[Review] Horizon: Zero Dawn

written by Kate Spencer

Stop me if you’ve heard this one before: humans make machines, machines have pretty big flaw that no one notices until it’s too late, machines cause apocalypse, humans now live in a post-apocalyptic world fighting against machines.

I know, I’ve just described The Matrix, Terminator, and countless other stories. The hubris of humankind when creating machines is a theme that’s so well-tread that we all fear Siri will one day rule the Earth…after she tells us “drool the mirth” isn’t in our contacts. While the robot apocalypse theme isn’t a new one, it’s still possible to take that theme in a new direction to make a unique story.
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[Review] Watch_Dogs 2

written by Matthew Finneman

Hype is a tricky beast. On one hand, it is a powerful tool for motivating gamers into anticipating your new IP. But that same wave of excitement can quickly turn to backlash when the hype-fueled, unrealistic expectations give way to reality. Hype can quite literally make or break a game. There are quite a few notable games this generation which have fallen prey to “the hype,” and one of the most well-known of them is the game which encapsulated all of the excitement and anticipation of the new generation of consoles – Watch_Dogs.

Years went by. Hype grew and turned to skepticism and snark. The game sold well, but its grimdark setting, repetitive mission structure, unlikable grimdark protagonist, and its GTA me-too gameplay kept it from becoming a true classic, despite the novelty and fun of a fully hackable world.

Enter Watch_Dogs 2.
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[Review] World Of Final Fantasy

written by Matthew Finneman

We live in an age of remakes and reboots. A world where ’80s throwbacks are slowly giving way to ’90s throwbacks. A time where cashing in on nostalgia has never been more prevalent or lucrative. A lot of these endeavors are met with eyerolls, and are often called out for being cash grabs. Fans claim imagination and inventiveness are dying. And maybe they are right. But sometimes, just sometimes…an attempt to hearken back to an earlier era, an attempt to throw caution to the wind and fanservice in our faces just works.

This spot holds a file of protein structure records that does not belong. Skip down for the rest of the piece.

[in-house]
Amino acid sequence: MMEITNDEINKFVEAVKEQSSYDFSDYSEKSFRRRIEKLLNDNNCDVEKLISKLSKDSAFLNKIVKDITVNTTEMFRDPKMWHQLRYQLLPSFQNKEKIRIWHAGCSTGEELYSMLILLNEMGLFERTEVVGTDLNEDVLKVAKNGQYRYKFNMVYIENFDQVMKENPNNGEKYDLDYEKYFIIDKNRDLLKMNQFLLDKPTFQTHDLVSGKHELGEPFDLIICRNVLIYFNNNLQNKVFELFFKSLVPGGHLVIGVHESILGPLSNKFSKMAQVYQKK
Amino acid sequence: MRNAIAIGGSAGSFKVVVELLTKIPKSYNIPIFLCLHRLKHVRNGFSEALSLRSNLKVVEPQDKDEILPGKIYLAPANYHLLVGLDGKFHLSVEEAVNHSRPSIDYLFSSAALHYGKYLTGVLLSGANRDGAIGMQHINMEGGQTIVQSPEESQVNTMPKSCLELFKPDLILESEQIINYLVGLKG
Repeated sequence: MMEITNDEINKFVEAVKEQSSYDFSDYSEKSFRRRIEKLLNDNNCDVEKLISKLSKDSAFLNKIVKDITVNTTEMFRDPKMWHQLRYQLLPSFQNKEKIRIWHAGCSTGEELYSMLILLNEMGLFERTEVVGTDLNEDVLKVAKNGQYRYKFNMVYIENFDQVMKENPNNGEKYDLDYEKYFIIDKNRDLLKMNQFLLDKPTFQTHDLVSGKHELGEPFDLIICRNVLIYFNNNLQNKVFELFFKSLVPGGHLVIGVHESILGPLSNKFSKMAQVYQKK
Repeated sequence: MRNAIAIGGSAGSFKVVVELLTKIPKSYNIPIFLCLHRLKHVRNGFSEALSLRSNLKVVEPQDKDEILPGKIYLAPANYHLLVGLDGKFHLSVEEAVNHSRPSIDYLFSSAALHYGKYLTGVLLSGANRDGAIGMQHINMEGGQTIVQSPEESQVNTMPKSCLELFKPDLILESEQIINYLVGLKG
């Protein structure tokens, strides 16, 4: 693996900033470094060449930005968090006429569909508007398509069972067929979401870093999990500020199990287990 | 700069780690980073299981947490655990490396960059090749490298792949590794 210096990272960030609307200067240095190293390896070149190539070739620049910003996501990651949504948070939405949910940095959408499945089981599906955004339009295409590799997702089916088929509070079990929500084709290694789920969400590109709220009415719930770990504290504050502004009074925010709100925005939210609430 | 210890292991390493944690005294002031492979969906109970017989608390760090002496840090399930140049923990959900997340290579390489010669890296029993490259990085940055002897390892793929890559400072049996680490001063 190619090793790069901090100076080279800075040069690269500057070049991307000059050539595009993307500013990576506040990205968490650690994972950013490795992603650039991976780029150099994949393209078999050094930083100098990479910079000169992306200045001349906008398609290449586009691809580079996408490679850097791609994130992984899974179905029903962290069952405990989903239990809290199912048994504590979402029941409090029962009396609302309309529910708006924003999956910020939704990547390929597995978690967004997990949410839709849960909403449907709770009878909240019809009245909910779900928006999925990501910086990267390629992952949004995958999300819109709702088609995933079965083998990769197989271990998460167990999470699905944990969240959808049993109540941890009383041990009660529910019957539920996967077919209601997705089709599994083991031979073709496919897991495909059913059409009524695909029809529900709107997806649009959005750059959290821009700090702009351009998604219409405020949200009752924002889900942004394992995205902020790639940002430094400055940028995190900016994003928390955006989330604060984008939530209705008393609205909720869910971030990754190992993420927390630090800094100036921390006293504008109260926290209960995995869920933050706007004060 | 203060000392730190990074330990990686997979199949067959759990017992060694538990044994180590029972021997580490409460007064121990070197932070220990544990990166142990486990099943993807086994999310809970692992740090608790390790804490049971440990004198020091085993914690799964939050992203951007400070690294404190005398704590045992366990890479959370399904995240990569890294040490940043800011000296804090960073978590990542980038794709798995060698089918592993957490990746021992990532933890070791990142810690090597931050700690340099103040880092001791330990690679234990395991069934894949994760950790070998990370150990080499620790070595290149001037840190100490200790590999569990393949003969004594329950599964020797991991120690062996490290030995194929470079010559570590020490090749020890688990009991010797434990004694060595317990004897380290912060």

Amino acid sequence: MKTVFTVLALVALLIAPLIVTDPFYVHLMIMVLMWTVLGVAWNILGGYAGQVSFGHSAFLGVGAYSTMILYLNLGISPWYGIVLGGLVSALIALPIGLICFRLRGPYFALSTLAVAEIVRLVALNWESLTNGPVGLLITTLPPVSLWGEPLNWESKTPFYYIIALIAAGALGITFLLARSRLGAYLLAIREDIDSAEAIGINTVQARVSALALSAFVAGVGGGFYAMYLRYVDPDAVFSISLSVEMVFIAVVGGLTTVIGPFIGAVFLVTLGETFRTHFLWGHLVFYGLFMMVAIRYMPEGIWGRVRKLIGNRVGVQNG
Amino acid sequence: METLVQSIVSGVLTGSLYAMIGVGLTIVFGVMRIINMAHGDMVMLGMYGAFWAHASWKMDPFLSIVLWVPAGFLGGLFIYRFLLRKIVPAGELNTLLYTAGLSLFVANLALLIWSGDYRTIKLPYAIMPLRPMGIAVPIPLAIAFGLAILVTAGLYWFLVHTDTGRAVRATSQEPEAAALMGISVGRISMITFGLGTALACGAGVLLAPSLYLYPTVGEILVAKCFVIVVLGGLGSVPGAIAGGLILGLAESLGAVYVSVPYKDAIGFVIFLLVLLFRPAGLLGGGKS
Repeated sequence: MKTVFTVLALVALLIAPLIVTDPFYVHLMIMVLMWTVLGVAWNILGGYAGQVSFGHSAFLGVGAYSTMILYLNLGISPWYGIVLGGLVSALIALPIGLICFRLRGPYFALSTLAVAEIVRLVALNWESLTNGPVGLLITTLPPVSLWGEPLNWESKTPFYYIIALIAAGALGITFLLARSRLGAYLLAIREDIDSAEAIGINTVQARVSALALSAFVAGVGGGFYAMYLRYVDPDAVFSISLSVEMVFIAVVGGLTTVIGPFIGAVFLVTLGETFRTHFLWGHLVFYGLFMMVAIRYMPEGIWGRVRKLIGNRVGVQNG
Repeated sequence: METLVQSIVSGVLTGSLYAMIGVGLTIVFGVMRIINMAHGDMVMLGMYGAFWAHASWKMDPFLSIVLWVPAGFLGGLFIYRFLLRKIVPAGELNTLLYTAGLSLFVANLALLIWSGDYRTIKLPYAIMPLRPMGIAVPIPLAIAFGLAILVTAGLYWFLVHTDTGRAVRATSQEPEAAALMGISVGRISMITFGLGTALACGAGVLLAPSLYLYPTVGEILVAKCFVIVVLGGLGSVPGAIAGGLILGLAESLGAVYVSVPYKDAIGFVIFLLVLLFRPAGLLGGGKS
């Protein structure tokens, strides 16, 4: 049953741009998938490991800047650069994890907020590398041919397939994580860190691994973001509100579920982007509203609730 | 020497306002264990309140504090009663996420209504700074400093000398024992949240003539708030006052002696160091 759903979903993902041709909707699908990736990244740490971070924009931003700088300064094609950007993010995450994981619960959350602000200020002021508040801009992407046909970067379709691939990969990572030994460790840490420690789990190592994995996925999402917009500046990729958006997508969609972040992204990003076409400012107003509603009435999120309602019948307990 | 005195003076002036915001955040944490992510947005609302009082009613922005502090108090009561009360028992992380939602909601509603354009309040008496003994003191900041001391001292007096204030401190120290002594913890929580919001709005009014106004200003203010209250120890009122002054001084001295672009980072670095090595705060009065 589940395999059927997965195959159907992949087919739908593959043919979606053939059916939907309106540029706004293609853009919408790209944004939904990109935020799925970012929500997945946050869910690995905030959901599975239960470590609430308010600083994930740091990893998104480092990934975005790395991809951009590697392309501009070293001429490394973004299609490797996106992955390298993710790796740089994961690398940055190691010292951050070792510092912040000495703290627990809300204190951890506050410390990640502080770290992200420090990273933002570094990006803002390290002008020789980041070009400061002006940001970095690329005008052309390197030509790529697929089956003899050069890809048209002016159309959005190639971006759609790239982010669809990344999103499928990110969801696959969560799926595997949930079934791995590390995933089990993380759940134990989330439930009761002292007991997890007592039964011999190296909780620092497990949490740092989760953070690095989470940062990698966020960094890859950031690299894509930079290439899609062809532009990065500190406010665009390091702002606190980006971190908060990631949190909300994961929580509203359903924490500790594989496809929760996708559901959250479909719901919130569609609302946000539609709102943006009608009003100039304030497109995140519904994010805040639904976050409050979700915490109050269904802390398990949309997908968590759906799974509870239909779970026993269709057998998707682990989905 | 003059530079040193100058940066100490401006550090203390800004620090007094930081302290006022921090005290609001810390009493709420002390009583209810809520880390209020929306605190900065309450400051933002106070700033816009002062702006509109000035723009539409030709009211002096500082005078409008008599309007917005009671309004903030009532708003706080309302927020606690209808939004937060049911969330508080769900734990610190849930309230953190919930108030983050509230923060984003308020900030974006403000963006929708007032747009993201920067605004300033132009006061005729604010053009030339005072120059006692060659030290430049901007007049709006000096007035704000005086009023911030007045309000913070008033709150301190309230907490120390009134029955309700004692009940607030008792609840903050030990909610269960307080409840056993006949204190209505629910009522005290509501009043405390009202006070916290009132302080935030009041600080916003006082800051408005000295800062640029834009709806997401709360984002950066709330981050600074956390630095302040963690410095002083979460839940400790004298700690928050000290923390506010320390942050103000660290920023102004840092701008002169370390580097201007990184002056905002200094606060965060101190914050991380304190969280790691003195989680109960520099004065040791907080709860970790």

That is exactly what happened with World Of Final Fantasy.
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[Review] Stardew Valley

written by Kate Spencer

It’s easy to put games these days into a certain genre: simulator, FPS, action, adventure, sports, RPG, walking simulator, racing, and over-priced collector’s edition bookend. When we’re not sure of the genre, sometimes we fall back on descriptions reliant on popular or well-known games: “like Minecraft but…” In reviewing Stardew Valley, I struggle with putting it into a genre. Maybe “farming RPG”, but many describe it as “like Harvest Moon but…”

In my case: like Harvest Moon, but I actually played this game.
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[Review] Fallout 4

Fallout 4: Synth and Synthability
written by Kate Spencer

“War…war never changes.” -Fallout narrator
“Wheeeeeee! Explosions!” -Kate

War may not change, but the Fallout series definitely does. Once a third-person top-down RPG, the series has changed with the times to become a first-person shooty action adventure RPG. The basic mechanics are still there in an evolved form, and the themes remain, but there have been vast changes even from 2008’s Fallout 3 and 2010’s Fallout New Vegas. Some changes are good, some are bad, most just take time to get used to, but overall the game is a solid experience.
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[Review] Life Is Strange

written by Kate Spencer

The first part of this review will contain very mild general spoilers. At a certain point, I’ll give a warning before I go into massive spoilers and discuss my feelings on them.

“If you had the chance to change your fate, would you?”
-Brave

Life Is Strange touches on themes of fate, destiny, and desperately trying to change outcomes. While other games have used time manipulation mechanics to give platforming, adventuring, and combat a new twist, Life Is Strange uses it to tell a deep emotional story. It’s one of the best narrative-based games I’ve ever played and I intend to play it again as soon as the shock from the ending wears off.
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[Editorial] Samus Aran and Representation

co-written by Dayna Abel and Alice Durnell

There’s a controversy online – and I’ll take a minute to let you recover from that shock – about a prominent video game character. Game developer Brianna Wu and writer Ellen McGrody recently wrote an article for The Mary Sue titled Metroid‘s Samus Aran is a Transgender Woman. Deal With It.” It was a thoughtful piece and celebratory and trans-positive, which of course meant that it was going to have the best and brightest of the gaming community having a well-spoken discourse about oh god I can’t even bring myself to finish this sentence.

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